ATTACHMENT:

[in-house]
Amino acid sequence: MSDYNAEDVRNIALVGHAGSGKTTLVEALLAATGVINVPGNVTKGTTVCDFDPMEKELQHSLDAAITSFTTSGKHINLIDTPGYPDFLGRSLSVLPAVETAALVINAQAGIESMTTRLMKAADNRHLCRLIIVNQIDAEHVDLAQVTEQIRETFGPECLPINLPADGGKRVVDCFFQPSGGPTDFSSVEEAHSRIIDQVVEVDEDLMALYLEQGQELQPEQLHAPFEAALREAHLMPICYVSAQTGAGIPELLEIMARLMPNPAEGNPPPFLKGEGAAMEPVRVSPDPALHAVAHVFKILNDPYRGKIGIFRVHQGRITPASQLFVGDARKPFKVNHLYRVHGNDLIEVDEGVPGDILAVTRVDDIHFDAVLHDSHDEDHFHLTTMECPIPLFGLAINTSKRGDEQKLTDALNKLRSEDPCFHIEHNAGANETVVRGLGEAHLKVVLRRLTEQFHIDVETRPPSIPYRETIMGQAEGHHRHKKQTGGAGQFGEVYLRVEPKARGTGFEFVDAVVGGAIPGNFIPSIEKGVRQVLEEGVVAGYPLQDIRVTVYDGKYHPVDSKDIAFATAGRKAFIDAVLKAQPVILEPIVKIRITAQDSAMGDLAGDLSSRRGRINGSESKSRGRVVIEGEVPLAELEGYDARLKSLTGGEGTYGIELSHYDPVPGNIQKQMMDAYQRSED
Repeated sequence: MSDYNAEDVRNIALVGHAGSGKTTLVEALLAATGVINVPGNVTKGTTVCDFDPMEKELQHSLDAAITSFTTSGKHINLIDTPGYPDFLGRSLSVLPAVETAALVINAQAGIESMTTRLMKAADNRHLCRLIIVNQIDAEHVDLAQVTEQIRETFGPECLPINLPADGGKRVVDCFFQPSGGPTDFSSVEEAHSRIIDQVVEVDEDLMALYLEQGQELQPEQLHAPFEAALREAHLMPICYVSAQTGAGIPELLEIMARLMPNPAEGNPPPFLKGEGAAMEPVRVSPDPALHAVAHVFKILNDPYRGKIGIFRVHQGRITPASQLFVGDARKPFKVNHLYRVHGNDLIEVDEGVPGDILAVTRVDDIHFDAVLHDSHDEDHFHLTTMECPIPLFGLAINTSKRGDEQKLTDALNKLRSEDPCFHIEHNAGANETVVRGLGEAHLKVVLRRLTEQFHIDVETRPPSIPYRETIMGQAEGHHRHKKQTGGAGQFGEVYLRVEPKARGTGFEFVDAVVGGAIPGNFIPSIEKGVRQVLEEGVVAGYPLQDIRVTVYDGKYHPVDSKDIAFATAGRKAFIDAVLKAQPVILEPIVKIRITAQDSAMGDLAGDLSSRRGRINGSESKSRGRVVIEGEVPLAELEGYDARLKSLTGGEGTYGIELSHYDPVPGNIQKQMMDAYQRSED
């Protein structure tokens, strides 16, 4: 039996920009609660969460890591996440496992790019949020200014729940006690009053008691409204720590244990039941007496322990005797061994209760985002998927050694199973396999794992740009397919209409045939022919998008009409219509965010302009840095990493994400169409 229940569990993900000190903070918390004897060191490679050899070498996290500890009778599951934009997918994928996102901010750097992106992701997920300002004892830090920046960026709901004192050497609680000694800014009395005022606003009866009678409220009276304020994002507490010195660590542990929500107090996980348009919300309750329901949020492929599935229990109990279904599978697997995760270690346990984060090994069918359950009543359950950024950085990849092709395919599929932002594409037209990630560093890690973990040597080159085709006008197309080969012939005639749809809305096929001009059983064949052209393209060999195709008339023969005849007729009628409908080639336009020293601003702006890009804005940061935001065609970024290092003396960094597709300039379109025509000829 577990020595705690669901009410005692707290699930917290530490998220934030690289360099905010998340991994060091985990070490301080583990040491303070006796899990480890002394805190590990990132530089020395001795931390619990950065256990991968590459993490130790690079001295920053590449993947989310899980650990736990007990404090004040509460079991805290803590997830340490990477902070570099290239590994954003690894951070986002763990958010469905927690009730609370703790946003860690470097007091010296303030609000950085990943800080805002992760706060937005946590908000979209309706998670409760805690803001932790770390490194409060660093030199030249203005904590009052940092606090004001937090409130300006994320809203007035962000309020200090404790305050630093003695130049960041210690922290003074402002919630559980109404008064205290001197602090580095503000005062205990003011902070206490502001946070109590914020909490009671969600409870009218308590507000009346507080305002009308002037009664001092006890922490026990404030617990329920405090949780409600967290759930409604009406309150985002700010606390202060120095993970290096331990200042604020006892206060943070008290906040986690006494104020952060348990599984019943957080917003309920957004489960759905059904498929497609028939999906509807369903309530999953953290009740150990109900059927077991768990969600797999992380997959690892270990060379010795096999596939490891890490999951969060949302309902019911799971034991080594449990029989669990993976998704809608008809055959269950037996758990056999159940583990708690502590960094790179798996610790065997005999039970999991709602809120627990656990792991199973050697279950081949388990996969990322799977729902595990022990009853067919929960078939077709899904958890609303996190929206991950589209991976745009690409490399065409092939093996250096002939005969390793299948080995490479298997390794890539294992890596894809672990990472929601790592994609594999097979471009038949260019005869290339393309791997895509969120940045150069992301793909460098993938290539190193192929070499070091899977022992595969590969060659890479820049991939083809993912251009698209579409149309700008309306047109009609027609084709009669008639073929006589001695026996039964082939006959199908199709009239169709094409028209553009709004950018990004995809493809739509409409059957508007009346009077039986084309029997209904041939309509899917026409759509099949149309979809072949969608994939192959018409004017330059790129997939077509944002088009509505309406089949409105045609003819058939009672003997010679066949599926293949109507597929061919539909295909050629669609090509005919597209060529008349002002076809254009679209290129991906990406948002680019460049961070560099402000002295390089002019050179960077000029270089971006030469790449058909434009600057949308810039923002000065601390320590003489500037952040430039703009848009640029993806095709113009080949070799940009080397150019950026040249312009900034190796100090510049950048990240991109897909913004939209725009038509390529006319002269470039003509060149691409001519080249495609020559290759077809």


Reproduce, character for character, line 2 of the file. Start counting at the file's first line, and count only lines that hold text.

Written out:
Amino acid sequence: MSDYNAEDVRNIALVGHAGSGKTTLVEALLAATGVINVPGNVTKGTTVCDFDPMEKELQHSLDAAITSFTTSGKHINLIDTPGYPDFLGRSLSVLPAVETAALVINAQAGIESMTTRLMKAADNRHLCRLIIVNQIDAEHVDLAQVTEQIRETFGPECLPINLPADGGKRVVDCFFQPSGGPTDFSSVEEAHSRIIDQVVEVDEDLMALYLEQGQELQPEQLHAPFEAALREAHLMPICYVSAQTGAGIPELLEIMARLMPNPAEGNPPPFLKGEGAAMEPVRVSPDPALHAVAHVFKILNDPYRGKIGIFRVHQGRITPASQLFVGDARKPFKVNHLYRVHGNDLIEVDEGVPGDILAVTRVDDIHFDAVLHDSHDEDHFHLTTMECPIPLFGLAINTSKRGDEQKLTDALNKLRSEDPCFHIEHNAGANETVVRGLGEAHLKVVLRRLTEQFHIDVETRPPSIPYRETIMGQAEGHHRHKKQTGGAGQFGEVYLRVEPKARGTGFEFVDAVVGGAIPGNFIPSIEKGVRQVLEEGVVAGYPLQDIRVTVYDGKYHPVDSKDIAFATAGRKAFIDAVLKAQPVILEPIVKIRITAQDSAMGDLAGDLSSRRGRINGSESKSRGRVVIEGEVPLAELEGYDARLKSLTGGEGTYGIELSHYDPVPGNIQKQMMDAYQRSED